For the Denver Broncos, it was sudden death.
But for the Raiders, it meant sudden life.
Sudden life for a team seemingly going nowhere because of a bad mix of new personnel, never-ending injuries and a last-minute quarterback trade.
Sudden life for a club embarrassed in the first half by one of the worst 30-minute demonstrations ever staged by players wearing the silver and black.
Sudden life for a quarterback who came 3,000 miles seeking redemption, only to find himself in the middle of another budding quarterback controversy.
Sudden life for a reserve defensive back who hadn't played a previous down all night.
Sudden life for a kicker who may have been on the verge of kicking himself out of a job.
They all came together Monday night at Mile High Stadium to equal the biggest comeback in Raider history with a 30-27 overtime victory, won with just 2:25 remaining in the extra period on a 35-yard field goal by Chris Bahr.
"I hit the ball good," Bahr said. "What the heck. It was nice to get some kicks. I needed a game like this."
That he did. The 13-year veteran had made just 2 of 6 attempts this season before Monday, but he came through on three occasions against the Broncos.
First, he hit a 28-yard field goal early in the fourth quarter. Then with his club trailing, 27-24, and time running out, the Raiders drove down to the Bronco 27. Just 8 seconds remained.
It would take a 44-yard kick to tie the game. Bahr's longest this year had been a 29-yard boot.
He put the ball through with plenty of room and 4 seconds to spare, creating the overtime he would eventually win.
Here's a better one.
Zeph Lee used to be a running back, who was switched to the secondary when it became obvious that he wasn't going to get into a backfield that already has Marcus Allen and, soon, Bo Jackson.
But even on defense, Lee has been used sparingly. Not at all Monday night, except on special teams.
Until late in the overtime when starting safety Stacey Toran was knocked out with a knee injury.
Enter Lee for his first play of the night, a third-and-11 situation for Denver at its own 46. Quarterback John Elway, facing heavy pressure from Bill Pickel, backpedaled, averted a diving Pickel, looked desperately for a receiver, dodged Pickel again, saw additional pressure coming his way and threw a desperation heave.
Right into the arms of Lee.
"My job was to stay in the middle," Lee said. "So I free-lanced and watched Elway. I was surprised when the ball came my way. I've watched the Raiders and the Broncos on Monday Night Football for so long. And now, it was my turn."
Not a bad turn: One play turned into a game-deciding interception.
It was the fourth interception thrown by Elway on a night when he completed 14 of 28 for 220 yards and a touchdown.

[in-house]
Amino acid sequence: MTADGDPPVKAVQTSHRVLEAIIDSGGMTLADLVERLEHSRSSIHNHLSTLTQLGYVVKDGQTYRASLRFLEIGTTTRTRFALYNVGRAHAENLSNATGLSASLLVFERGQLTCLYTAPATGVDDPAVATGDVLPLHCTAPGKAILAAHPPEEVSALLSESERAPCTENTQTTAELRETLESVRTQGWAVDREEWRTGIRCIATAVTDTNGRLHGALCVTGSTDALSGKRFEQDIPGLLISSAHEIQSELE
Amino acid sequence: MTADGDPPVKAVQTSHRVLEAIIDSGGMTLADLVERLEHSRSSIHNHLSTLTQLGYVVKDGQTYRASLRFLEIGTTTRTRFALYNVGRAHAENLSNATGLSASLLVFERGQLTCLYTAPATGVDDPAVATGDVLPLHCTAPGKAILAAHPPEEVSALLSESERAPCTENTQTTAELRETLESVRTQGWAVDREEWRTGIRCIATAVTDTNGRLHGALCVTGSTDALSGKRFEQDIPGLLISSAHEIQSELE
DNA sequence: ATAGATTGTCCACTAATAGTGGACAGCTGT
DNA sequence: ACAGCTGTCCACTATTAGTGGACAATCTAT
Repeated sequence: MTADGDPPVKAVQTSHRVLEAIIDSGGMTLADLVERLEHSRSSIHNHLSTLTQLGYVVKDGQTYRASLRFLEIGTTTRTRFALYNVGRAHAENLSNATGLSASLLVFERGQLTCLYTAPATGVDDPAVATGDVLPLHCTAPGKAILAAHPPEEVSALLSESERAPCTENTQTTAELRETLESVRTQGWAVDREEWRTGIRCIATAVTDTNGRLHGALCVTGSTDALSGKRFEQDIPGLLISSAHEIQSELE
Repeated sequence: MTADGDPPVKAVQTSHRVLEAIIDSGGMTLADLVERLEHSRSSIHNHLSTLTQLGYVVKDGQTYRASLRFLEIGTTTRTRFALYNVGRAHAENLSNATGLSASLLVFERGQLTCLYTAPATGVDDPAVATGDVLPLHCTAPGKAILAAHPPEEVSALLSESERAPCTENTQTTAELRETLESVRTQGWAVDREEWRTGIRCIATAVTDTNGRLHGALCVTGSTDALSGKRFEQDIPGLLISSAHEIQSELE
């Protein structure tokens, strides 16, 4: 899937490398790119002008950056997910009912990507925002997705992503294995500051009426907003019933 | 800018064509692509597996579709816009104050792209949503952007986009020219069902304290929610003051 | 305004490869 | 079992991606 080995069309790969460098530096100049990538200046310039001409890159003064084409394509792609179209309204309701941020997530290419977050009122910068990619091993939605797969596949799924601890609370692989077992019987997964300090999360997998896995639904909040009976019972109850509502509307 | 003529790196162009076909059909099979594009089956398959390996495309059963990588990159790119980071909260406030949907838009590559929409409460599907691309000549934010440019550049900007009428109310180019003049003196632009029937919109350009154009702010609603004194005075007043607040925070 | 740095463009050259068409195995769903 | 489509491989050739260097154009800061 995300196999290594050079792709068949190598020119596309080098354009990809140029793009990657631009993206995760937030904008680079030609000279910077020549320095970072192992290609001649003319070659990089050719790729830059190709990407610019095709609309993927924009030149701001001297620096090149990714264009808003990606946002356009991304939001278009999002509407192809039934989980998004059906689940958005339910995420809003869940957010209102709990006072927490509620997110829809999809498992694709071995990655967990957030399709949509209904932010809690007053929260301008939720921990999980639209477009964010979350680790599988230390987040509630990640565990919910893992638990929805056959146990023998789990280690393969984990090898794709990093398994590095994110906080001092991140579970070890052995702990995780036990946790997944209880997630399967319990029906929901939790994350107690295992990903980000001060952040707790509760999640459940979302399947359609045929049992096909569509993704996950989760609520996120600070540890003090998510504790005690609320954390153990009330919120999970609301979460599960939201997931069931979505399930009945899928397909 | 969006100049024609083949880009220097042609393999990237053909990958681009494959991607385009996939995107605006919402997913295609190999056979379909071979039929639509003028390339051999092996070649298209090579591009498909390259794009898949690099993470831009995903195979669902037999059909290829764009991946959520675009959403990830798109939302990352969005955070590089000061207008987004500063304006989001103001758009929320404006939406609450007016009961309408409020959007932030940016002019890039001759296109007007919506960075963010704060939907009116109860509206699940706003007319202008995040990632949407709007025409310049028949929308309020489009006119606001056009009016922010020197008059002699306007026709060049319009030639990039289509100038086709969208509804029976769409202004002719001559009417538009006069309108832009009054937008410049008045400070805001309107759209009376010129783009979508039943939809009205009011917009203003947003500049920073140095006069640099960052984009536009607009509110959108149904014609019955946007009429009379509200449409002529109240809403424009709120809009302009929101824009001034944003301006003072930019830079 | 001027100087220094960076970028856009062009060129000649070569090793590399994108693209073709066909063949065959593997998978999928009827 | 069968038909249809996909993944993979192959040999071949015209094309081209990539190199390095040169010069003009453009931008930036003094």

But if you get the idea this was a great Raider night, you don't know the half of it.
The biggest prior comeback in the team's history came in 1982, when the Raiders, trailing the San Diego Chargers, 24-0, near the end of the first half, scored once before intermission and went on to win, 28-24.
This went that comeback one better. The Raiders failed to score in the first half, leaving the field behind, 24-0.
It wasn't just how much, but how bad they looked. The Raiders managed just 41 yards to Denver's 289.
Jay Schroeder, in his long-awaited debut as the Raider quarterback following his arrival 3 weeks ago from the Washington Redskins in a trade for offensive lineman Jim Lachey, hit just 2 of 8 attempts for 26 yards and had a pass intercepted.
On the other side of the line, the Broncos could do no wrong.
Tony Dorsett scored twice on 1-yard runs, Elway hit Steve Sewell with a 7-yard scoring pass, and Rich Karlis added a 39-yard field goal.
One almost got the feeling that when the Raiders ran from the field at halftime, they were heading for Stapleton Airport rather than the locker room.
"When we came in at halftime," Raider Coach Mike Shanahan said, "I wish I could say that I gave some Knute Rockne speech. I said I was embarrassed and there was a lot of pride at stake. We just have to play one play at a time, I told the team."
Whatever else he said, it was a different team that emerged.
Raider defensive back Eddie Anderson picked off an Elway pass early in the third quarter and, on the first play from scrimmage, Schroeder silenced a lot of doubters with a 40-yard scoring pass to Steve Smith. Schroeder rolled right, hit Smith with a short throw, and he took it the rest of the way.
That worked so well that the next time the Raiders got the ball, they tried it again, this time on the other side.
With the same results: Schroeder to Smith for 42 yards and another score.
When Bahr made his first field goal to cut the margin to 24-17, the Raiders incredibly were back in a game that seemed beyond reach.
The ensuing kickoff was fumbled by the Broncos' Ken Bell when he was hit by Reggie McKenzie. Steve Strachan fell on it, and suddenly the Raiders were driving for a tie from the Denver 17. They got it from the 4 when Allen took a handoff, raced through a hole at left guard, met defensive back Jeremiah Castille and literally hurdled him at the goal line. The game was tied.
Allen finished as the Raiders' leading ballcarrier with 56 yards in 22 carries. Schroeder recovered from his disastrous first half to finish with 13 completions in 35 attempts for 242 yards and 2 touchdowns.
Lost in all the comeback was Dorsett's 6-yard run in overtime that enabled him to pass Jim Brown and become the NFL's No. 2 all-time rusher. Dorsett finished with 119 yards in 32 carries, giving him a career total of 12,335 yards. Brown finished with 12,312.
And one other statistic of note: By winning, the Raiders, despite owning just a 2-2 record, moved into a three-way tie for first in the AFC West with Seattle and San Diego.
Now that is sudden life.